Transportation headlines, Wednesday, Jan. 26

Here is a look at some of the transportation headlines gathered by us and the Metro Library. The full list of headlines is posted on the library’s blog.

Obama aims to boost infrastructure spending (Wall Street Journal)

The Journal notes that Obama’s infrastructure plans — discussed in his State of the Union speech Tuesday — will be challenged by the fact money for highway projects is already scarce and neither Democrats or Republicans have shown any appetite for boosting funds by raising the federal gas tax. More details on where the money may come from are expected in the President’s next budget, to be released in February.

Should the government regulate “infotainment” systems? (NPR)

It looks like there will be more computer screens in cars in the future and that has raised questions about the impact of motorists glancing away from the road more often. In the old days, it was possible to reach for the air conditioning or radio knob. In some cars it will involve tapping a screen. U.S. Secretary of Transportation Ray LaHood recently visited Detroit to talk about districted driving — which results in about 5,000 deaths in the U.S. annually — but it’s not yet known whether the feds will crack down on infotainment devices in private vehicles.

High-speed rail officials propose aerial structure along 10 in SGV (California High-Speed Rail blog)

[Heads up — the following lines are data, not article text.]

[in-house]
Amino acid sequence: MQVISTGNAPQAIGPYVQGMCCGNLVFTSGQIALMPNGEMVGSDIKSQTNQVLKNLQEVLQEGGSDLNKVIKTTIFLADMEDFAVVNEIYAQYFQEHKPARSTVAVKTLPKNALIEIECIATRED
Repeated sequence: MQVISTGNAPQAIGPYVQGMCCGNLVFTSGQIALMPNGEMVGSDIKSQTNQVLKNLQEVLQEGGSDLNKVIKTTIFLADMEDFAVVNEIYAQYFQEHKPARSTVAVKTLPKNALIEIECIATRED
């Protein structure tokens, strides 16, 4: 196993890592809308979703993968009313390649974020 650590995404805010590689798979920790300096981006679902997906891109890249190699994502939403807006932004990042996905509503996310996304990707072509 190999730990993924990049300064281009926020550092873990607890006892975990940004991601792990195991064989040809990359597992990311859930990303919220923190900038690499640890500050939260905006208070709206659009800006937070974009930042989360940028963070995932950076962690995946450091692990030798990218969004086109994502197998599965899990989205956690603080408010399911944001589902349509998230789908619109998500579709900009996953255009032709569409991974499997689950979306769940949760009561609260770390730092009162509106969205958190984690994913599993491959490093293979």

Facing community opposition to bullet train routes along existing rail corridors or surface streets, the state agency planning the high-speed rail line is investigating an aerial structure that would carry the train as much as 75 feet above the 10 freeway. This is for the planned connection between L.A. and San Diego — a segment, it should be noted, that would be built and funded after the Anaheim to San Francisco leg. So it’s a ways away from happening.

New figures confirm that 2010 was a hot year (New York Times Green blog)

In case you missed the news: two American government agencies say that 2010 was tied for the warmest year on record while the British say it was the second warmest. The news comes on the heel of cold snaps in the U.S. and Europe while the Arctic is experiencing much warmer than usual temperatures. Of course, many people believe global warming is the culprit; the weather may be crazy but the climate is trending warmer. By the way, taking transit is usually a good way to reduce greenhouse gas emissions.